|De Tomaso Biguà/Mangusta|
|Production|| 1998-1999 (De Tomaso)|
|Body Style||2-seater coupe/targa/convertible/C+C (configurable)|
|Length||165 in (4191 mm)|
|Height||50 in (1270 mm)|
|Wheelbase||105 in (2667 mm)|
|Weight||2530 lbs (1147.6 kg)|
|Transmission|| Borg-Warner 5-speed manual|
|Engine||4.6 litre Ford V8|
|Power|| 305 hp (224.5 kW) @ 6500 rpm|
300 ft.lb (406.8 NM) @ 6500 rpm
|Similar|| Qvale Mangusta|
|Designer|| Marcello Gandini|
Alejandro de Tomaso
The De Tomaso Biguà was a sports car produced by De Tomaso. At first, It was known as the Biguà but later renamed as the Mangusta in honor of the legendary original. Between 1998 and 1999 it was produced as a De Tomaso. From 2000 - 2001, however, it was badged as a Qvale.
Penned by Marcello Gandini and Alejandro de Tomaso, the Bigua was De Tomaso's replacement for its twenty year old Pantera. Introduced in 1996 at the Geneva Motor Show, the name was replaced with Mangusta during preproduction. It is powered by a 4.6 litre Ford V8, an engine also used in the Mustang. The double-overhead cam, all-alloy engine was capable of producing 305 hp. The vehicle can be opted with either a Borg-Warner 5-speed manual or a computer-controlled 4-speed automatic. Acceleration times were impressive, finishing 0-60 mph in just 4.2 seconds. Most prior DeTomaso models featured mid-engined designs; the Bigua, however, was front-engined. The Ford influence is not just mechanical, but aesthetically too. The instruments and other parts of the interior have taken styling cues from Ford and includes amenities such as ABS, climate control, CD sound system, power windows, locks, and leather seats. Production was expected to be in the neighborhood of 500 units per year.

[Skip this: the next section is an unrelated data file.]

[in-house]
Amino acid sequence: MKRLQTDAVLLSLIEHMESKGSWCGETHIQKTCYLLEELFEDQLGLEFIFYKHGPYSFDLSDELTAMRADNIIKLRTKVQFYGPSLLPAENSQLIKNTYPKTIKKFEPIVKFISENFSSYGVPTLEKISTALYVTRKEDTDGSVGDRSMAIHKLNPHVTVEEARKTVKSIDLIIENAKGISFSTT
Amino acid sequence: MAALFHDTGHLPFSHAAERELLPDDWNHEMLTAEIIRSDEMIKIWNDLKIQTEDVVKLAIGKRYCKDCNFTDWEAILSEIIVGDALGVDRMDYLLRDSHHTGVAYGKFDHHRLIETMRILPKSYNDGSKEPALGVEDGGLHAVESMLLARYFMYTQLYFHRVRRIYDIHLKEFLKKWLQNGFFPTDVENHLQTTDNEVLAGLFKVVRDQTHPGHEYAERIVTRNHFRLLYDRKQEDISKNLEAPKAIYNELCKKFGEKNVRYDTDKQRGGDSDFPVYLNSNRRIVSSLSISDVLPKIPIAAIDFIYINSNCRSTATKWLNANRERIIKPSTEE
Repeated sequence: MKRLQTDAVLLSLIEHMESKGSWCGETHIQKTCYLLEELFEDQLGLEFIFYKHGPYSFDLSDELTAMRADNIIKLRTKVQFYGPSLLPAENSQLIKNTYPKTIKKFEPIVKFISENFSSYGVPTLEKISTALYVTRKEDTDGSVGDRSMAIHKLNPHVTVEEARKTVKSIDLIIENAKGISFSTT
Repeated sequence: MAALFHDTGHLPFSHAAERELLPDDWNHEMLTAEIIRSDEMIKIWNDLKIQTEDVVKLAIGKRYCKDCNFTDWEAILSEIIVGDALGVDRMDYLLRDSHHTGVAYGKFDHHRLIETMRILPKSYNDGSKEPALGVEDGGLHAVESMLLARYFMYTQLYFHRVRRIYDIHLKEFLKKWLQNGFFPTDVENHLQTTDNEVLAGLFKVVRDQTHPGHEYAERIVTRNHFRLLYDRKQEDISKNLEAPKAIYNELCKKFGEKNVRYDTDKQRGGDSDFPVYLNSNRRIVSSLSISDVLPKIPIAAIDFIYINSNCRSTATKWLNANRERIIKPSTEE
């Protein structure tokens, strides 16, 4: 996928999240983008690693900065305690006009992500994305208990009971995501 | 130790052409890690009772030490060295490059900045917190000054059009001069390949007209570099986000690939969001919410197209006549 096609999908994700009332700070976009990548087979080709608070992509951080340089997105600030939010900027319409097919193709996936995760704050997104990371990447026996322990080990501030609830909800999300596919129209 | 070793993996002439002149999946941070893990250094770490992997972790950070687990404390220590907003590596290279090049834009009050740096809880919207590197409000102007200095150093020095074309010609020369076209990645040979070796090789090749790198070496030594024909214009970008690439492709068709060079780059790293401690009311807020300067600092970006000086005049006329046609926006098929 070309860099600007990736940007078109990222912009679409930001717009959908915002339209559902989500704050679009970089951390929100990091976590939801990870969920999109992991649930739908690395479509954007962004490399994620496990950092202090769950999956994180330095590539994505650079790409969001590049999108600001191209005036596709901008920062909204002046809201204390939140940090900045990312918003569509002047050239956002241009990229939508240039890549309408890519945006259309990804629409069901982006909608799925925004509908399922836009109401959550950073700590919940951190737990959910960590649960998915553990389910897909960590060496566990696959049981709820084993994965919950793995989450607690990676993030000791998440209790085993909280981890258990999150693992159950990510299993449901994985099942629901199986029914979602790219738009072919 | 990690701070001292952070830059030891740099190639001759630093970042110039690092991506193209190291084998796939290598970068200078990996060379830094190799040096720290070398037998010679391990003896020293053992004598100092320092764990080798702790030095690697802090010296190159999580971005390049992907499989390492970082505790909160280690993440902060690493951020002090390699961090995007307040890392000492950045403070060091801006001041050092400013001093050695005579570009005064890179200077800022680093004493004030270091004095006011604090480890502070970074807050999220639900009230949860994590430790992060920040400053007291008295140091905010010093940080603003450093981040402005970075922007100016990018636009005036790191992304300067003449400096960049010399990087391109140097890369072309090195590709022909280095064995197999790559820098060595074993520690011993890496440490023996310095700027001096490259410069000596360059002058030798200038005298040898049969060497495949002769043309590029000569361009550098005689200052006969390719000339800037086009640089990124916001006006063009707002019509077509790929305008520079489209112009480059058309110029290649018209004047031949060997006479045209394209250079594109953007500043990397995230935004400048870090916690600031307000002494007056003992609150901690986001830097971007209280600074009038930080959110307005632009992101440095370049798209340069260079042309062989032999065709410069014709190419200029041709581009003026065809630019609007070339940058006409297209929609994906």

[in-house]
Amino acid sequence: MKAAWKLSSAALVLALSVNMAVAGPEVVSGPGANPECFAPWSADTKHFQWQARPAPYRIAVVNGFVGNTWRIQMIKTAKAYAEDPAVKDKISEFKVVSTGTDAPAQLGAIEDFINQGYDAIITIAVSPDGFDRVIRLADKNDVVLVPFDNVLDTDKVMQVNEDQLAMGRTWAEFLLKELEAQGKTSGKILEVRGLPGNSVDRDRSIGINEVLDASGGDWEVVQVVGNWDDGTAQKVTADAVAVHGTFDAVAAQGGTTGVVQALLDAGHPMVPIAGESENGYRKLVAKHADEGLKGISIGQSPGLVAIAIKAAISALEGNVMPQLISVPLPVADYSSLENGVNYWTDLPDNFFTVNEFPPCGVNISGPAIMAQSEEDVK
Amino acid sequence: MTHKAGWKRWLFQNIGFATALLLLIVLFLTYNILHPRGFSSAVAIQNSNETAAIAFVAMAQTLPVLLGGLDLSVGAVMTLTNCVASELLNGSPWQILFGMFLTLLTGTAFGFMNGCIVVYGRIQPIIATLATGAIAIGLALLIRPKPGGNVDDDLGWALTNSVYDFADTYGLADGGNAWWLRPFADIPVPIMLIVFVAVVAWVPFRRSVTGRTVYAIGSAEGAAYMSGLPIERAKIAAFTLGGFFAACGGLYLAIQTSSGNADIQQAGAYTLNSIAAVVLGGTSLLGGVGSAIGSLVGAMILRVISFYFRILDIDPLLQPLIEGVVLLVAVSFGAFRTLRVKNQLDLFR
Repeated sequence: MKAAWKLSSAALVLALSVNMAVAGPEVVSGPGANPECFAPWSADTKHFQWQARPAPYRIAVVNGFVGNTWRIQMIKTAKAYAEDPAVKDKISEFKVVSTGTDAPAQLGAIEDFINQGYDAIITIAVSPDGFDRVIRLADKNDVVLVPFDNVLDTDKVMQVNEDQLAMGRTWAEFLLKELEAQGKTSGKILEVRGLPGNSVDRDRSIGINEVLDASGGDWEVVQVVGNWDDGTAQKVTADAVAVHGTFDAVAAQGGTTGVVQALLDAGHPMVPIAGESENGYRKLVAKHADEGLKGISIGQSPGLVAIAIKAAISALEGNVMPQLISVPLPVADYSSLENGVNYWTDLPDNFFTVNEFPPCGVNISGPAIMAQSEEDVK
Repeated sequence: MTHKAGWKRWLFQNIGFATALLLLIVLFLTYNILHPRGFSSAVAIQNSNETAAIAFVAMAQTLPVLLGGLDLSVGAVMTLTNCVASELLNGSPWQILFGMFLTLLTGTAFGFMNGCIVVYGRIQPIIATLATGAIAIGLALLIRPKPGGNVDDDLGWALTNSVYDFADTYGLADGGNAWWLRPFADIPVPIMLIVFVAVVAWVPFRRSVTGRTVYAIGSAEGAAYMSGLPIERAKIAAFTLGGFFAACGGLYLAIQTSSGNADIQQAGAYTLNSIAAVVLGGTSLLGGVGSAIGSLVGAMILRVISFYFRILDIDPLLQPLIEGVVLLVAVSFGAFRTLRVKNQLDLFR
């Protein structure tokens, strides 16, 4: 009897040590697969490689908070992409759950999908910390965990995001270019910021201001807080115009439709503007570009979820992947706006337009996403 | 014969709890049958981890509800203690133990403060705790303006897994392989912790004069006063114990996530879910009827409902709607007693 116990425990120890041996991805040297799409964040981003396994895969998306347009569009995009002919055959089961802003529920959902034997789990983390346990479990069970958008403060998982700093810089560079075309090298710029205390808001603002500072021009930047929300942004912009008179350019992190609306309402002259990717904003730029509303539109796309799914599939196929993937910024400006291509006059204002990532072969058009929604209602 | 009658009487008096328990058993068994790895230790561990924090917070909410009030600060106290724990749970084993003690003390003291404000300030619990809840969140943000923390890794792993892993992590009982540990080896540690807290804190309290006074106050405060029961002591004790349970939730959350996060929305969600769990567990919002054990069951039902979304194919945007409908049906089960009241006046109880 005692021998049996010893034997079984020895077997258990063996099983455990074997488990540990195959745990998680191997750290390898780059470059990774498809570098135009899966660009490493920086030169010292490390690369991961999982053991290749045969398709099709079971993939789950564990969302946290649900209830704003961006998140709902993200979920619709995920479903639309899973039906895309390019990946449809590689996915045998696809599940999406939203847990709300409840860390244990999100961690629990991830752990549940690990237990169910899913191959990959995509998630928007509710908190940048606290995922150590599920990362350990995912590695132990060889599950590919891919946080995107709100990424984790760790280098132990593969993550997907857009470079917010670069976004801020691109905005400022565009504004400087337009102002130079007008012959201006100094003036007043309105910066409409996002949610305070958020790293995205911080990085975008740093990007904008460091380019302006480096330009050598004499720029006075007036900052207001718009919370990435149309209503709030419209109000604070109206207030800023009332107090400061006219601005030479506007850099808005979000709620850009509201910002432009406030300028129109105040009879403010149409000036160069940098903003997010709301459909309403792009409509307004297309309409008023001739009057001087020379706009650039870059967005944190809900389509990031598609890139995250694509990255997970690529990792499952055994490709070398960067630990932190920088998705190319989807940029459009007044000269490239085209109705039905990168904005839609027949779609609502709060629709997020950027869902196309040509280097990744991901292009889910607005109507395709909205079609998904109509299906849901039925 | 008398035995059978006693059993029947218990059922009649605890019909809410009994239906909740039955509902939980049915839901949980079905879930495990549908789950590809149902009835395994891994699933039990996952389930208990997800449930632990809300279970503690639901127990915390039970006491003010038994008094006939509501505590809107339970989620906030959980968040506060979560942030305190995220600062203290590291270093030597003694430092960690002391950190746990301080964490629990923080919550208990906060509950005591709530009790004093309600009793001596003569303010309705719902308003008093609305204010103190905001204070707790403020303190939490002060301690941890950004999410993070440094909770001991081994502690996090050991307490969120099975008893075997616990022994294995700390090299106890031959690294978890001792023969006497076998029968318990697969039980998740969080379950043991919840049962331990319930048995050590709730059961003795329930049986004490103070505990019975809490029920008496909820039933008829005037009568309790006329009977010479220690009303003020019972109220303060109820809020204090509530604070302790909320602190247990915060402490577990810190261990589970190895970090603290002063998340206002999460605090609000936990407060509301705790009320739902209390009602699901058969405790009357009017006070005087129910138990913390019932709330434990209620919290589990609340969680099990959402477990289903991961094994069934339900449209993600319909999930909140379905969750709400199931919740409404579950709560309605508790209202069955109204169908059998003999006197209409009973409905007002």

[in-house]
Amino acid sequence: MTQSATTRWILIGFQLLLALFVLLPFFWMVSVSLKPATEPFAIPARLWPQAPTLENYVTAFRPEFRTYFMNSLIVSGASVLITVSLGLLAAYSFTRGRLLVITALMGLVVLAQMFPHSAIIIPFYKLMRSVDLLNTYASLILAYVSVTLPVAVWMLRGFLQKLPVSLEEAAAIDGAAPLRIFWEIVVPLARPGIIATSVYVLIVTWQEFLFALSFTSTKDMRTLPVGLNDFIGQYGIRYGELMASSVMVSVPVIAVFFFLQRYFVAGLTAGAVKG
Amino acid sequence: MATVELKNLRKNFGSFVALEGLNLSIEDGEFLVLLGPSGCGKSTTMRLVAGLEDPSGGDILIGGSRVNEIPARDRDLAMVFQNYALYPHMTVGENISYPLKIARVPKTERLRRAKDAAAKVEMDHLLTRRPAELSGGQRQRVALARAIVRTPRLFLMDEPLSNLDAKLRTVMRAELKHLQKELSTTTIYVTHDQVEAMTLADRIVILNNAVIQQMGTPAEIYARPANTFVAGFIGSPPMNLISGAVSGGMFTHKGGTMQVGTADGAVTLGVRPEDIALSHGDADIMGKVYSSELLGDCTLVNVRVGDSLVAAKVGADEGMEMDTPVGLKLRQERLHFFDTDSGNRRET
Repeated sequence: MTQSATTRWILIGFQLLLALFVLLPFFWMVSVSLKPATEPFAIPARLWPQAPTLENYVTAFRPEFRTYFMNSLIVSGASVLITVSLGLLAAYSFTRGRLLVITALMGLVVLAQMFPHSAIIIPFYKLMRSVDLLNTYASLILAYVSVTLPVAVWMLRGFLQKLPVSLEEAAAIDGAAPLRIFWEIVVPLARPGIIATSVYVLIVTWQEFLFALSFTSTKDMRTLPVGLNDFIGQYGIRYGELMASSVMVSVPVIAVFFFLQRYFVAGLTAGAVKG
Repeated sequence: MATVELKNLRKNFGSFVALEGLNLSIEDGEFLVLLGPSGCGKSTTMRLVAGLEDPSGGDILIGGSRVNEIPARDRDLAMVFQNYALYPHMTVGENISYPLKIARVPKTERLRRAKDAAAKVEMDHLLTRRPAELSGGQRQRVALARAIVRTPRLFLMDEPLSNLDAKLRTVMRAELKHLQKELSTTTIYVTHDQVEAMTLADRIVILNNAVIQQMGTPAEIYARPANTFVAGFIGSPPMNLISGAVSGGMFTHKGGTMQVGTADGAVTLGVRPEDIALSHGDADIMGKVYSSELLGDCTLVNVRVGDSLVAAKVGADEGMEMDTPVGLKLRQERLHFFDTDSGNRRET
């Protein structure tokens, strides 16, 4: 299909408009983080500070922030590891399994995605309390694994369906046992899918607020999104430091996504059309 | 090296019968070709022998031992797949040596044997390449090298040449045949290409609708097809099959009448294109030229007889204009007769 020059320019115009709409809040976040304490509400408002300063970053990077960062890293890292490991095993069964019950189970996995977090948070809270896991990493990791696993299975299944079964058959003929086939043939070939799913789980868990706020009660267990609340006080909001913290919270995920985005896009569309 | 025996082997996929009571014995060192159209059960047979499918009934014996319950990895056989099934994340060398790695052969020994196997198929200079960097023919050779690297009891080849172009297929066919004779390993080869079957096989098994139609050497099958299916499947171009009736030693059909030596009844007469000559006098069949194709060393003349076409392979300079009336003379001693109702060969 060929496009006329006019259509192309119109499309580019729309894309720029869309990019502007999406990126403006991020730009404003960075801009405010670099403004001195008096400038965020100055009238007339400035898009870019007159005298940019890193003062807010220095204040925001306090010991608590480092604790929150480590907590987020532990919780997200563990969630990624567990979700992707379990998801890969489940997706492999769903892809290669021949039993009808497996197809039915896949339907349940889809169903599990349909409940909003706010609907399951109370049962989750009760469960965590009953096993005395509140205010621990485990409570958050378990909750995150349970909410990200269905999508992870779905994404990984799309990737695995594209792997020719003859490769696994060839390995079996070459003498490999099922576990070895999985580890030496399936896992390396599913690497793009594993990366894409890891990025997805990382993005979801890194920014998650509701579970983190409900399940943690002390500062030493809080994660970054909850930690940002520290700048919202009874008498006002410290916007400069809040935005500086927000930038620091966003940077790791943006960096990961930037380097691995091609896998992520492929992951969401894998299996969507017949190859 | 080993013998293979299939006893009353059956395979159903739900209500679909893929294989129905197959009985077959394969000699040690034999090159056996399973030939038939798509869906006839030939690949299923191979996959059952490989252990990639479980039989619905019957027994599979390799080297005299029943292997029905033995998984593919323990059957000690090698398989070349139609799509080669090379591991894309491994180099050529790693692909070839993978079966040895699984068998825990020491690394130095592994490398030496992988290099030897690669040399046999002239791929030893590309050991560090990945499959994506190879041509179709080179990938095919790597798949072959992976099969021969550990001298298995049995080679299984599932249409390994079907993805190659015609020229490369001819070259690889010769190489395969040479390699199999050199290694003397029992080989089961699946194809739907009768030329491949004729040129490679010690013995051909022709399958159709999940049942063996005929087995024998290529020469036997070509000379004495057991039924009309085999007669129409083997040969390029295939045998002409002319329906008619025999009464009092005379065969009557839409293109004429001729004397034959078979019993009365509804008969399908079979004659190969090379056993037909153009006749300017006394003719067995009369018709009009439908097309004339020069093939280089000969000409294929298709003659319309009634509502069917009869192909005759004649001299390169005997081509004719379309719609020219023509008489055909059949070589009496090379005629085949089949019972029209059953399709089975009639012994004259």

Although the new Mangusta was not very long, it was extremely wide and heavy. Its 2670mm wheelbase was also among the longest for a 2-seater. That enabled the big V8 to be positioned virtually completely behind the front axle and resulted in a perfect front-to-rear weight distribution.
The Mustang V8 delivered power linearly across the rev range rather than concentrated on the bottom end. Although the Mangusta was 100 kg lighter than a Mustang, it still weighed a rather hefty 1450 kg. The Borg-Warner 5-speed manual also deteriorated the performance by its widely separated ratios. Shift quality was not as good as European standard too. As a result, 0-60 mph required about 6 seconds.
Handling was pretty good. In terms of specifications, it was hard to be criticized: a very rigid chassis, 50-50 weight distribution, all double wishbones suspensions, grippy tires and strong Brembo brakes. It rode well yet provided excellent body control. There was no understeer expected for a front V8 sports car, just very neutral except coming near limit. There was power oversteering to play with. Braking was powerful and progressive. On the negative side, the Ford-sourced power steering was too light for European driving style, and lacked a sharp turn-in feeling. Otherwise, the Mangusta was well balanced and competent to drive fast without asking for too much effort and attention. It was not as focused or as exciting as many European sports cars, but Qvales’ eyes were always looking to the US market, where people required a bit more driving ease instead of driving fun.
Like the De Tomaso, the Qvale Mangusta's cabin and components was supplied by the Ford division Visteon with all the switch gears and equipment pre-installed. Door handles and other controls also came from Ford’s parts bin. Therefore, the interior looked very much like a Ford Mustang.
Qvales expected to produce 900 Mangustas in 2001, but that did not come true. Market reaction to the car was poor, probably due to its mild performance, weird look and cheap interior, or its general inability to match Porsche 911. In mid-2001, Qvale sold its sports car making business, including the Modena factory, to MG Rover. The latter reskinned and reengineered the Mangusta into MG SV (project X80), which was just another flop.
Capitalizing on the popularity of the Mercedes-Benz SLK's folding metal roof, the Bigua/Mangusta featured a modular metal top design. The car can be configured as an open-topped targa, a convertible or a closed coupe at the push of a button. The middle panel can be removed (by hand) and the rear top and window can then be rotate down into the bodywork.
|De Tomaso road car timeline|||